Writer: Paul Ham
Director: Hamish MacDougall
Reviewer: Lizzie Kirkwood
It’s a problem that all those who decide to tackle a Chekov adaptation must resolve; is the text comic or tragic? The most successful productions are the ones that answer ‘both’ and aren’t afraid of either. Happily, this was the attitude of Define: Choice’s stage adaptation of three Chekov short stories; ‘A Play’, ‘The Chemist’s Wife’ and ‘An Avenger’.
The three stories were represented by three objects, that each lay concealed in a box wrapped up in brown paper, which audience members were asked to select one at a time, thus deciding the order of the pieces. This established a tone of boisterous unpredictability and the company’s mad scrabbling to prepare for each piece suggested imminent chaos, whereas (happily) the pieces were highly refined and slickly rehearsed.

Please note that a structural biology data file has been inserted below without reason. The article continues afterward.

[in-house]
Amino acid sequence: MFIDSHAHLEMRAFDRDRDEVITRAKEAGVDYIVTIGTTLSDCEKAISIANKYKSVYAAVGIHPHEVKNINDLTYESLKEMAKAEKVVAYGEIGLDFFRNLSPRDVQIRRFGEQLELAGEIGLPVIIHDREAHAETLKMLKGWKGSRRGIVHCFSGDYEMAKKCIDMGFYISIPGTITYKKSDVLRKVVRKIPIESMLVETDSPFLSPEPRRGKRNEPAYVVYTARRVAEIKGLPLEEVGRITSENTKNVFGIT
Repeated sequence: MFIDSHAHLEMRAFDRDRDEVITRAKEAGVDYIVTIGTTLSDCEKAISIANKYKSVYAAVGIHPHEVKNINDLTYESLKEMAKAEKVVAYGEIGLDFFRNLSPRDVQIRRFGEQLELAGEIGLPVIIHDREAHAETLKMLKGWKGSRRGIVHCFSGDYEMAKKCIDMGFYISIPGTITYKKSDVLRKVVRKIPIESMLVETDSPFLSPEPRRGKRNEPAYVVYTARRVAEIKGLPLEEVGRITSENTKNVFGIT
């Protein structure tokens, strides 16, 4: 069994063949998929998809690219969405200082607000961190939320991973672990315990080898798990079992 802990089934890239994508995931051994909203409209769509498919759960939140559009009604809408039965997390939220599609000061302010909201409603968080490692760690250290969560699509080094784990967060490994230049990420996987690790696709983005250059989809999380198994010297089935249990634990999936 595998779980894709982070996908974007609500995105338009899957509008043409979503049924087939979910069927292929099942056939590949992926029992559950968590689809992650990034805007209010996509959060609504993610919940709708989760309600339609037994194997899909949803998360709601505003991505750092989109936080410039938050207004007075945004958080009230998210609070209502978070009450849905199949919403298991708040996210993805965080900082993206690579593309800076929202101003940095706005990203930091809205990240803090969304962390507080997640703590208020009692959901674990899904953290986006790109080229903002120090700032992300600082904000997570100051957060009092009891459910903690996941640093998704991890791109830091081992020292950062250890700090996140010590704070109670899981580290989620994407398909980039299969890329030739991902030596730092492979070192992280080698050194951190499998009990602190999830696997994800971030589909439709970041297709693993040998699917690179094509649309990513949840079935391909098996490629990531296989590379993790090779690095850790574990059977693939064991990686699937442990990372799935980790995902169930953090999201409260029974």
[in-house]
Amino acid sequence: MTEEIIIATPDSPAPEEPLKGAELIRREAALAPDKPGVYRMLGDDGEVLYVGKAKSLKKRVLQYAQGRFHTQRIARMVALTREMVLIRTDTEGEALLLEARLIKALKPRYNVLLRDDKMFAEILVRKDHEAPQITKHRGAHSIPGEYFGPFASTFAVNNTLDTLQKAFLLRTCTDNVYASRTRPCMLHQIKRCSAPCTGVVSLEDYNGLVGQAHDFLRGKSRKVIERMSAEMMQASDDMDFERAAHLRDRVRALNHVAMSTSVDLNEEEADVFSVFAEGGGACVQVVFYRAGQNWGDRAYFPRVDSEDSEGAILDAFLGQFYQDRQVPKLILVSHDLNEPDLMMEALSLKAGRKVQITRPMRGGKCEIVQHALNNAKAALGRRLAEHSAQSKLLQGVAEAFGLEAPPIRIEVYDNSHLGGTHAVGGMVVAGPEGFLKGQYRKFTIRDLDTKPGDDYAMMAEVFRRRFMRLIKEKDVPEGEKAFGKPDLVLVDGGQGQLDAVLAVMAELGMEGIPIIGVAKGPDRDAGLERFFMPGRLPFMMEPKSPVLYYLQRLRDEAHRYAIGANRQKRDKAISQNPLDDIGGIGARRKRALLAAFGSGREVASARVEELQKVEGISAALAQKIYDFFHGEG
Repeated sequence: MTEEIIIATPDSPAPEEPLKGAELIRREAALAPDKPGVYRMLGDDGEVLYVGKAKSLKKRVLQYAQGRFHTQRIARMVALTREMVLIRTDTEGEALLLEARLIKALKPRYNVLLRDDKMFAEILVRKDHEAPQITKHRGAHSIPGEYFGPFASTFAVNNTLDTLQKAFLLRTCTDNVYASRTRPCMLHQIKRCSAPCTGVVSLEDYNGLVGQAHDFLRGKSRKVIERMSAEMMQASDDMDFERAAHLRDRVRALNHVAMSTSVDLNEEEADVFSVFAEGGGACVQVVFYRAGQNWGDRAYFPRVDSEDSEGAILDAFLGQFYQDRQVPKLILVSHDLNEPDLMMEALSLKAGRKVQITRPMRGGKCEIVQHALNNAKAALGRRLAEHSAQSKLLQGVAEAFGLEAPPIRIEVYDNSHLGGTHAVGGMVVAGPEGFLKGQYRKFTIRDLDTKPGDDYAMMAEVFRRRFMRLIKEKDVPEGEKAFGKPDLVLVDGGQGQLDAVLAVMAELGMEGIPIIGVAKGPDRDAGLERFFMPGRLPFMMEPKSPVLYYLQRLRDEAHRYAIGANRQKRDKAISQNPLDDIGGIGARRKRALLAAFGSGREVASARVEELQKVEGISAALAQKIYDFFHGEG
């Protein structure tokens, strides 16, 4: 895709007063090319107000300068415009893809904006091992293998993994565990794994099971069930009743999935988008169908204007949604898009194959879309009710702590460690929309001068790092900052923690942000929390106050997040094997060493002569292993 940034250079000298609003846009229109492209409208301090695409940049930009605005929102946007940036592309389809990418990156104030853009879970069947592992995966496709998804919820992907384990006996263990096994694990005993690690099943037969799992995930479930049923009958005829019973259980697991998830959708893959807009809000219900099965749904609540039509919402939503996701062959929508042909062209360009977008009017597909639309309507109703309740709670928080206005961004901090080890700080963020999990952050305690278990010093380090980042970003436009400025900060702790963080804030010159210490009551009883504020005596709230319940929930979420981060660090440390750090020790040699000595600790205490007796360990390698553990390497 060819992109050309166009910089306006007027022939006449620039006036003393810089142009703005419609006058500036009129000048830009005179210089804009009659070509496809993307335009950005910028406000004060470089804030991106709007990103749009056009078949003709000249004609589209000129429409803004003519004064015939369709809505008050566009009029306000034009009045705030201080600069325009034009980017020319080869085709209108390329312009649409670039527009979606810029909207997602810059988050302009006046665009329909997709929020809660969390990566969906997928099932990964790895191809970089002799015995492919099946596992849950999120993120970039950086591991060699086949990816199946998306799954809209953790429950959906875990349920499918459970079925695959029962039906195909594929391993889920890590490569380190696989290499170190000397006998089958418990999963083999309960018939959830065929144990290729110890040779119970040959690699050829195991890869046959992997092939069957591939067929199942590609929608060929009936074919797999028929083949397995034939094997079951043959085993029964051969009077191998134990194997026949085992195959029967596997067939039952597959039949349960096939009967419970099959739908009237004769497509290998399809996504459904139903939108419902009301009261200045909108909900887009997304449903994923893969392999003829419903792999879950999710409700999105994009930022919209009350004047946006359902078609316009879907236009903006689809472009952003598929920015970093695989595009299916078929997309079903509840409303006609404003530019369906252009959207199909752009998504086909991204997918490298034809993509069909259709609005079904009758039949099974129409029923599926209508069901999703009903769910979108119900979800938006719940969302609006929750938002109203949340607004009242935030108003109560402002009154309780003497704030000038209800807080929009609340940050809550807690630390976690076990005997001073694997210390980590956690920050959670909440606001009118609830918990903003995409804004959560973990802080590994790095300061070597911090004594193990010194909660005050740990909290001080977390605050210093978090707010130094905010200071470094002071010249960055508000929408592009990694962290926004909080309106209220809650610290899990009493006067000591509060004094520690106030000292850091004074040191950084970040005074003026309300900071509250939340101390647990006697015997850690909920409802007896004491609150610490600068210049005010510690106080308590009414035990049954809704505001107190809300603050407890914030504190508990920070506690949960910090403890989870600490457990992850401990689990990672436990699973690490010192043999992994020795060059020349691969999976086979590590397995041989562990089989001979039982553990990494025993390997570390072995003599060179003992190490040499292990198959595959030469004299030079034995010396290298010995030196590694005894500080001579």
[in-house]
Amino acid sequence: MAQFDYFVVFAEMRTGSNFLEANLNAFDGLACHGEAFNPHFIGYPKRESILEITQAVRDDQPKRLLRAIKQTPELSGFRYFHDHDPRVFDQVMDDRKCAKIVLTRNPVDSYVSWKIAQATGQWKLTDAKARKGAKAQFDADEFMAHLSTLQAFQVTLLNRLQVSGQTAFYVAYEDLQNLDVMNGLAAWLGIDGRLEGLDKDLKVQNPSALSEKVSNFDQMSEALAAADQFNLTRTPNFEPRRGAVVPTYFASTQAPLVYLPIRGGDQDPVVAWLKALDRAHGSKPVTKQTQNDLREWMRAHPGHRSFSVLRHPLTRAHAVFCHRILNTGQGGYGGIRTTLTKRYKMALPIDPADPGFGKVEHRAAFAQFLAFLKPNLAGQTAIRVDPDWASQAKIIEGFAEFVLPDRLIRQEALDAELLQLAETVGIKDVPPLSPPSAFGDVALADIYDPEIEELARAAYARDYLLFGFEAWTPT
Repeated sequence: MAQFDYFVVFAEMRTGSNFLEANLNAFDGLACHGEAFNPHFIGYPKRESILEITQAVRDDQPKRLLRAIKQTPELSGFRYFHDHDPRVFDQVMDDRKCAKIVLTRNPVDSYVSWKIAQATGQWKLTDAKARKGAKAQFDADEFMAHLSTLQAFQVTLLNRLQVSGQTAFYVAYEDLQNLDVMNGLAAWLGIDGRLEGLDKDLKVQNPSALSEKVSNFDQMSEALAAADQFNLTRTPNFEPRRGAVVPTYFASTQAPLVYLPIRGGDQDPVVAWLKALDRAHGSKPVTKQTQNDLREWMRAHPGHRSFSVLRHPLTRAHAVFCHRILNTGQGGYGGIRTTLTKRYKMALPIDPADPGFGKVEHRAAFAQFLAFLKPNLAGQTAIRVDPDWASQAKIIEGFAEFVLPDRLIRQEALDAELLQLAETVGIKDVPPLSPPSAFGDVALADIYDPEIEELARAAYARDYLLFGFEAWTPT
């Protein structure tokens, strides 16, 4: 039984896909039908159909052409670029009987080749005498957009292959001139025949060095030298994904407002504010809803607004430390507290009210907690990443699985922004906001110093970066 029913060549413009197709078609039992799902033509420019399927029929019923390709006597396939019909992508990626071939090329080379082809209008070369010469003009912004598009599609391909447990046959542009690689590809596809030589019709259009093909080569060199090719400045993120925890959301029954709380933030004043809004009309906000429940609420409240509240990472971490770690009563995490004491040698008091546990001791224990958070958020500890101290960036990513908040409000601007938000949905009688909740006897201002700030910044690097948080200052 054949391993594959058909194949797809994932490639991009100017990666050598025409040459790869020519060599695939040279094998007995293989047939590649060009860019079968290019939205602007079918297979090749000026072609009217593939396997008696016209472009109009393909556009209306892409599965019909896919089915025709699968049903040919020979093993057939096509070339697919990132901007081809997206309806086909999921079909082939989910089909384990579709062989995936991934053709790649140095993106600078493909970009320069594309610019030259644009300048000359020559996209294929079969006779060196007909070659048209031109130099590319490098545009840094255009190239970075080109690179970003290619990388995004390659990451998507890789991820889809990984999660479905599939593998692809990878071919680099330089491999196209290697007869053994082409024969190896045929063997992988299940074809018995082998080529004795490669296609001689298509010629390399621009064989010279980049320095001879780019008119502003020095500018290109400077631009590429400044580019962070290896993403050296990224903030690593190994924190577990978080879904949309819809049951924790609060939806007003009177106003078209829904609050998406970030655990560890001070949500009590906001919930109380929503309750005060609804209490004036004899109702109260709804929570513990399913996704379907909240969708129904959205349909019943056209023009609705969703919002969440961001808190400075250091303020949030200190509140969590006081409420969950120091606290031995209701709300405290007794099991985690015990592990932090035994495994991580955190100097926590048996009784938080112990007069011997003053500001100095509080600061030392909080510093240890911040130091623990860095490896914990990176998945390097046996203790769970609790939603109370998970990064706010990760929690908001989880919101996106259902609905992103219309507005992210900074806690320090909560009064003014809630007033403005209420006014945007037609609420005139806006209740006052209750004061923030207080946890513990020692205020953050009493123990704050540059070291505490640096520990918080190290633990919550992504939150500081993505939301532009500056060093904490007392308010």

It is doubtless that this production chooses to emphasise the comic aspects of these stories, in particular ‘the whisk’; an adaptation of ‘An Avenger’, which uses movie references, slapstick, and hammy performances to comic effect, but the jokes are never cheap and rely on the excellent comic abilities of the company and the wonderfully clever script, written by cast member Paul Ham. It is not possible to single out one performance (although Graham Dickson has a hilariously uncanny ability to play a drunk) as each cast member inhabits the same high level of skill, but it was a pleasure to see a fine comic actress in Fleur Keith, who was able to be both funny and alluring; beautiful and a clown. It is a pleasure to see a performer strike a balance that many imagine not possible.
A small criticism of the piece would perhaps be its reliance on comedy, but the adaptation of ‘The Chemists Wife’ was surprisingly moving, with its silences and furtive glances between Fleur Keith and Brendan Murphy. Silencing a roaring audience with a moment of tender awkwardness is a tall order, but one that the production managed with ease and genuine tragedy.